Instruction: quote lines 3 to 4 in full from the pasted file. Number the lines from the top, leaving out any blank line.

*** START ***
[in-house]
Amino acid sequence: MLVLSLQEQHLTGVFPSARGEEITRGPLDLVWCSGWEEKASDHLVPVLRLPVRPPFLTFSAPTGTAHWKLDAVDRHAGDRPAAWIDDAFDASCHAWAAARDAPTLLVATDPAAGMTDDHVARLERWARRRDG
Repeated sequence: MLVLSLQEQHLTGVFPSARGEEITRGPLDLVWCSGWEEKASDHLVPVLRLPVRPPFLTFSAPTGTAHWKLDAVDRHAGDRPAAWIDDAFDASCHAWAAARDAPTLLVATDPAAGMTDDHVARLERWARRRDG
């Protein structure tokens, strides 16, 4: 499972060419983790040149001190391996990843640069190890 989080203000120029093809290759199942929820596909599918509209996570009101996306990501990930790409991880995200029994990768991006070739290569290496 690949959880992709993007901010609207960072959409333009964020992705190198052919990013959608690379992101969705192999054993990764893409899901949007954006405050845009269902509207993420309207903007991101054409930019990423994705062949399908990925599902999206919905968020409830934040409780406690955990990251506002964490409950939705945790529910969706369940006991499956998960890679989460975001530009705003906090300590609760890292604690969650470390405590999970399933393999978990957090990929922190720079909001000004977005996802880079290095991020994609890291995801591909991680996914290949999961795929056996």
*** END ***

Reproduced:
Repeated sequence: MLVLSLQEQHLTGVFPSARGEEITRGPLDLVWCSGWEEKASDHLVPVLRLPVRPPFLTFSAPTGTAHWKLDAVDRHAGDRPAAWIDDAFDASCHAWAAARDAPTLLVATDPAAGMTDDHVARLERWARRRDG
């Protein structure tokens, strides 16, 4: 499972060419983790040149001190391996990843640069190890 989080203000120029093809290759199942929820596909599918509209996570009101996306990501990930790409991880995200029994990768991006070739290569290496 690949959880992709993007901010609207960072959409333009964020992705190198052919990013959608690379992101969705192999054993990764893409899901949007954006405050845009269902509207993420309207903007991101054409930019990423994705062949399908990925599902999206919905968020409830934040409780406690955990990251506002964490409950939705945790529910969706369940006991499956998960890679989460975001530009705003906090300590609760890292604690969650470390405590999970399933393999978990957090990929922190720079909001000004977005996802880079290095991020994609890291995801591909991680996914290949999961795929056996």